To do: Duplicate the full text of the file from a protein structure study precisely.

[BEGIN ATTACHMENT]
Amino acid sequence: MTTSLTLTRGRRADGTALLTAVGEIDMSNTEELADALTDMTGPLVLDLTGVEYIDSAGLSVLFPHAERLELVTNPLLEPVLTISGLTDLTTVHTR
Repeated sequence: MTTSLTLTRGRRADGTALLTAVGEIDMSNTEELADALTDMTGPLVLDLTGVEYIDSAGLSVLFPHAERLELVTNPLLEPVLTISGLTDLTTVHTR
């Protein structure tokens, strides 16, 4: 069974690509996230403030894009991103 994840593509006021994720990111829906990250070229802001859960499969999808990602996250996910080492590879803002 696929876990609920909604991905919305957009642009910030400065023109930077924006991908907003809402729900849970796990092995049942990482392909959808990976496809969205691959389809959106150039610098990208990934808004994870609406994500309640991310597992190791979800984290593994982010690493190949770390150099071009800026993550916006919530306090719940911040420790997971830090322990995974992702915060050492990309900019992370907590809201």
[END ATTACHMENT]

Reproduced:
Amino acid sequence: MTTSLTLTRGRRADGTALLTAVGEIDMSNTEELADALTDMTGPLVLDLTGVEYIDSAGLSVLFPHAERLELVTNPLLEPVLTISGLTDLTTVHTR
Repeated sequence: MTTSLTLTRGRRADGTALLTAVGEIDMSNTEELADALTDMTGPLVLDLTGVEYIDSAGLSVLFPHAERLELVTNPLLEPVLTISGLTDLTTVHTR
């Protein structure tokens, strides 16, 4: 069974690509996230403030894009991103 994840593509006021994720990111829906990250070229802001859960499969999808990602996250996910080492590879803002 696929876990609920909604991905919305957009642009910030400065023109930077924006991908907003809402729900849970796990092995049942990482392909959808990976496809969205691959389809959106150039610098990208990934808004994870609406994500309640991310597992190791979800984290593994982010690493190949770390150099071009800026993550916006919530306090719940911040420790997971830090322990995974992702915060050492990309900019992370907590809201």